Another superb ancient monument a short distance from Ashwick Parish – a super castle complete with a moat and high walls!
Nunney Castle and Moat. photo by Nabakov
Nunney Castle is a small, French-style castle surrounded by a deep moat, built for Sir John Delamare in 1373, and said to have been based on the Bastille in Paris, and shows a strong awareness of contemporary French practice. A veteran of the Hundred Years' War, Sir John would later become Sheriff of Somerset. It was later the property of William Paulet, 1st Marquess of Winchester, before passing to several owners and in 1577 was sold by Swithun Thorpe to John Parker who only kept it for a year before selling it to Richard Prater, for £2000.
English Civil War
During the English Civil Wars (1642-51) Colonel Richard Prater, who held the castle until 1645, lost it to Fairfax, the commander of Cromwell's forces in the battle that took place at Nunney. The castle was besieged for two days, but capitulated when Cromwell's men used cannon to blast a great hole in the north wall of the castle. It was never lived in again.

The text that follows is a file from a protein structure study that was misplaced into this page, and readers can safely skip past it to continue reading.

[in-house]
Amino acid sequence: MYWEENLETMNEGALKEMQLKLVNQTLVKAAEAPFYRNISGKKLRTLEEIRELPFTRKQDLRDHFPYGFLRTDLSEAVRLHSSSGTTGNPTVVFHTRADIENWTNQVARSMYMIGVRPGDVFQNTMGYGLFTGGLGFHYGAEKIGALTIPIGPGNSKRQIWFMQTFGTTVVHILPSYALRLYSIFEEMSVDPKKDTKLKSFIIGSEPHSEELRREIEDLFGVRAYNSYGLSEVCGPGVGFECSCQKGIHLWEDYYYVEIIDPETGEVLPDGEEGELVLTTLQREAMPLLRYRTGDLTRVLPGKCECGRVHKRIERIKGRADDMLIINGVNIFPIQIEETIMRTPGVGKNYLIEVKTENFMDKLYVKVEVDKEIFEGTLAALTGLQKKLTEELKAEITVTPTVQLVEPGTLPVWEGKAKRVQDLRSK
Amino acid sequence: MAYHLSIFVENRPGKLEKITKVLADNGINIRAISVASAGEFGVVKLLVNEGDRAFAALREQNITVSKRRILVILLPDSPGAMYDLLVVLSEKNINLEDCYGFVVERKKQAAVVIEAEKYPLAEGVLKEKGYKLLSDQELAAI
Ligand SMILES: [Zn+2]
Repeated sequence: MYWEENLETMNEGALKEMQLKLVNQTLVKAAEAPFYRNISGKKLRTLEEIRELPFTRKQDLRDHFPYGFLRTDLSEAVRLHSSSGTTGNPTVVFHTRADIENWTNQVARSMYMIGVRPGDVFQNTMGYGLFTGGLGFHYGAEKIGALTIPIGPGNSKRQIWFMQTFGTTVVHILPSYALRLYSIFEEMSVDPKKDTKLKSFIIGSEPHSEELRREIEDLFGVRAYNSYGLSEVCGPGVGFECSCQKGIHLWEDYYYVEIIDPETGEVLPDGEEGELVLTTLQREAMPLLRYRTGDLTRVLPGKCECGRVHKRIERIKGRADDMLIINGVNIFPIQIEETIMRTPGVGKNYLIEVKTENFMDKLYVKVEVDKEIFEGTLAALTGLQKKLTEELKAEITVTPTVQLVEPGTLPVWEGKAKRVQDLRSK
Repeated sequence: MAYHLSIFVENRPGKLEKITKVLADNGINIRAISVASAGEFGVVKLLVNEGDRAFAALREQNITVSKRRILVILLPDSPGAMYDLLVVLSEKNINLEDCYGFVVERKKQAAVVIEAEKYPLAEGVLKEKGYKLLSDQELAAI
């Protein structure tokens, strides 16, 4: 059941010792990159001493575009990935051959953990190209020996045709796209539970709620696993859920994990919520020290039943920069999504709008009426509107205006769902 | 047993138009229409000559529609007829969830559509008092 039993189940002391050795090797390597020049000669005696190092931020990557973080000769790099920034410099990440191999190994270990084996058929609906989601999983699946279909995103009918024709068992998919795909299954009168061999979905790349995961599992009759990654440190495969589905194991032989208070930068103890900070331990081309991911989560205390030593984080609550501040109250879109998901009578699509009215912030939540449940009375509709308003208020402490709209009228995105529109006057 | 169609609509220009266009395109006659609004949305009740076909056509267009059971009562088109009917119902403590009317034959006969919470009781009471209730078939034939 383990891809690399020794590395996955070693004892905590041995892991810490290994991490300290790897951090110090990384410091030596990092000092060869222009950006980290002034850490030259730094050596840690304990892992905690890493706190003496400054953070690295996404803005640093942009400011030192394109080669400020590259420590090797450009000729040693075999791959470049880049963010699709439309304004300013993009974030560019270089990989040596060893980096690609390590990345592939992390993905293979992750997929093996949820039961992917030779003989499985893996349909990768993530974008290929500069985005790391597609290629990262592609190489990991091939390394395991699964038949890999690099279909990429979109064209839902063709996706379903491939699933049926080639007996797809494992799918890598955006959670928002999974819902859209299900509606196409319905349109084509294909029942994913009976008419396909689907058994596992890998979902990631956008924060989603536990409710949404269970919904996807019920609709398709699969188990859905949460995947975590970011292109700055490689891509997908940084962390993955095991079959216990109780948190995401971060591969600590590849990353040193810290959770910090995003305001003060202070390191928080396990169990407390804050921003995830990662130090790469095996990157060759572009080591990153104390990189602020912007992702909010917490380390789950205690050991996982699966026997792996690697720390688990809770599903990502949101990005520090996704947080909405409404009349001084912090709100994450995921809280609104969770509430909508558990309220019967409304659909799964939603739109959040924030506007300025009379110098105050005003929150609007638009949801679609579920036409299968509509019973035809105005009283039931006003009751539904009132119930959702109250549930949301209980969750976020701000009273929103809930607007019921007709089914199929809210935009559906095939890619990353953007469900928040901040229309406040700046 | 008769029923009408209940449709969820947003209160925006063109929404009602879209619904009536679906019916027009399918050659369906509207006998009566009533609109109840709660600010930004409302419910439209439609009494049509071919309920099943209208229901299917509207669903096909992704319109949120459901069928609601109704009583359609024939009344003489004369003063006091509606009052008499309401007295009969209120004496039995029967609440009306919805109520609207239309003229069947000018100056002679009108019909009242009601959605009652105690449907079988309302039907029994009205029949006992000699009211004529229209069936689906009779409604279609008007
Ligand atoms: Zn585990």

Nunney Castle. photo by Rod Ward
The castle today
Nunney Castle stands today, but all of the floors were removed or burned and the roof was removed to render it uninhabitable. Its moat, walls, and towers are still intact. The wall damaged by the cannon rounds finally collapsed in 1910. The castle is currently managed by English Heritage, and is a Scheduled Ancient Monument.
The collapsed wall. photo by Rod Ward
There are several families that have been associated with the castle.
Prater family / Prather family
Family tombs of Praters, Delamares and Paulets are in the church at Nunney.
Nunney Castle as seen from the top of the village. photo by Rod Ward